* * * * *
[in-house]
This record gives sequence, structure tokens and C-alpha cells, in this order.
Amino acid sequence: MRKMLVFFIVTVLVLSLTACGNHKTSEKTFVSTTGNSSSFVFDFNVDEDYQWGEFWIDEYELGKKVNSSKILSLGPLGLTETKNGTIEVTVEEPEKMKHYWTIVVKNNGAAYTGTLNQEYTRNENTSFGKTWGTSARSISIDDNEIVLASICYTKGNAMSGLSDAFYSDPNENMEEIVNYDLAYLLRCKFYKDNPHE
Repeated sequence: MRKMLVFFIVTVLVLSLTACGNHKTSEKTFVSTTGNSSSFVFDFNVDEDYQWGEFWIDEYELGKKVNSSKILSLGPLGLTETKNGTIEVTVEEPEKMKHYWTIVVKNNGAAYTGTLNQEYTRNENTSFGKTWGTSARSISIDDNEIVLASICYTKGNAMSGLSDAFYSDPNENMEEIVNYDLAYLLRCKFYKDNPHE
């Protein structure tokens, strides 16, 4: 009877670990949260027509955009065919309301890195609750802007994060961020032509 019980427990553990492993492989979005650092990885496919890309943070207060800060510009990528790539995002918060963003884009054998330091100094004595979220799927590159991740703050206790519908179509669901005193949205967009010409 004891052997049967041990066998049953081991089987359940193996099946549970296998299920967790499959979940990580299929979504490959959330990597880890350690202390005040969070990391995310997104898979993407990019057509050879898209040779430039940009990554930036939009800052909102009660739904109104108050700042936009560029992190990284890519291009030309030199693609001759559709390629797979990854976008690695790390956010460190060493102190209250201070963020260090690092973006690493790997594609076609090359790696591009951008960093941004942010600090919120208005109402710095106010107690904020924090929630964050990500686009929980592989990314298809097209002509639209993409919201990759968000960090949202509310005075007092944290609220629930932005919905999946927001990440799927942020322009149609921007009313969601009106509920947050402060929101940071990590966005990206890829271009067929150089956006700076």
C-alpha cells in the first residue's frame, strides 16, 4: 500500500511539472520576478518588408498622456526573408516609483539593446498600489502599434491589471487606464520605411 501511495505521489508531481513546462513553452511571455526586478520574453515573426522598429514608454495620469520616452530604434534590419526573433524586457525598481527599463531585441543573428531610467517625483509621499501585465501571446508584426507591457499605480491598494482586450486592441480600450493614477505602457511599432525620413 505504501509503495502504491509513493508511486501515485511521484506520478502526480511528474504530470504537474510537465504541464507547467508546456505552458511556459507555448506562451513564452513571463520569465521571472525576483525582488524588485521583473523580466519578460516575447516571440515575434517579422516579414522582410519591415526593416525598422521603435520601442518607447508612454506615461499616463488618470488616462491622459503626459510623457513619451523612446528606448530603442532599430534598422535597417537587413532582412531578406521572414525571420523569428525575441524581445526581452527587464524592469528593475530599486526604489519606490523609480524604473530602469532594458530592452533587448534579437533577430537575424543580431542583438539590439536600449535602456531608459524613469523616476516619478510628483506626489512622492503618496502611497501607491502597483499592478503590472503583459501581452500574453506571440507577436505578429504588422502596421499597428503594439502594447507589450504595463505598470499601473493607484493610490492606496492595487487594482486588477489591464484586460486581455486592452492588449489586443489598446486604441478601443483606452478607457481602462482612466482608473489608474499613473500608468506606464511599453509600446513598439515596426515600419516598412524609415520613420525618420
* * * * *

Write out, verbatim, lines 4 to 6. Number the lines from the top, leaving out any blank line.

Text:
Repeated sequence: MRKMLVFFIVTVLVLSLTACGNHKTSEKTFVSTTGNSSSFVFDFNVDEDYQWGEFWIDEYELGKKVNSSKILSLGPLGLTETKNGTIEVTVEEPEKMKHYWTIVVKNNGAAYTGTLNQEYTRNENTSFGKTWGTSARSISIDDNEIVLASICYTKGNAMSGLSDAFYSDPNENMEEIVNYDLAYLLRCKFYKDNPHE
């Protein structure tokens, strides 16, 4: 009877670990949260027509955009065919309301890195609750802007994060961020032509 019980427990553990492993492989979005650092990885496919890309943070207060800060510009990528790539995002918060963003884009054998330091100094004595979220799927590159991740703050206790519908179509669901005193949205967009010409 004891052997049967041990066998049953081991089987359940193996099946549970296998299920967790499959979940990580299929979504490959959330990597880890350690202390005040969070990391995310997104898979993407990019057509050879898209040779430039940009990554930036939009800052909102009660739904109104108050700042936009560029992190990284890519291009030309030199693609001759559709390629797979990854976008690695790390956010460190060493102190209250201070963020260090690092973006690493790997594609076609090359790696591009951008960093941004942010600090919120208005109402710095106010107690904020924090929630964050990500686009929980592989990314298809097209002509639209993409919201990759968000960090949202509310005075007092944290609220629930932005919905999946927001990440799927942020322009149609921007009313969601009106509920947050402060929101940071990590966005990206890829271009067929150089956006700076």
C-alpha cells in the first residue's frame, strides 16, 4: 500500500511539472520576478518588408498622456526573408516609483539593446498600489502599434491589471487606464520605411 501511495505521489508531481513546462513553452511571455526586478520574453515573426522598429514608454495620469520616452530604434534590419526573433524586457525598481527599463531585441543573428531610467517625483509621499501585465501571446508584426507591457499605480491598494482586450486592441480600450493614477505602457511599432525620413 505504501509503495502504491509513493508511486501515485511521484506520478502526480511528474504530470504537474510537465504541464507547467508546456505552458511556459507555448506562451513564452513571463520569465521571472525576483525582488524588485521583473523580466519578460516575447516571440515575434517579422516579414522582410519591415526593416525598422521603435520601442518607447508612454506615461499616463488618470488616462491622459503626459510623457513619451523612446528606448530603442532599430534598422535597417537587413532582412531578406521572414525571420523569428525575441524581445526581452527587464524592469528593475530599486526604489519606490523609480524604473530602469532594458530592452533587448534579437533577430537575424543580431542583438539590439536600449535602456531608459524613469523616476516619478510628483506626489512622492503618496502611497501607491502597483499592478503590472503583459501581452500574453506571440507577436505578429504588422502596421499597428503594439502594447507589450504595463505598470499601473493607484493610490492606496492595487487594482486588477489591464484586460486581455486592452492588449489586443489598446486604441478601443483606452478607457481602462482612466482608473489608474499613473500608468506606464511599453509600446513598439515596426515600419516598412524609415520613420525618420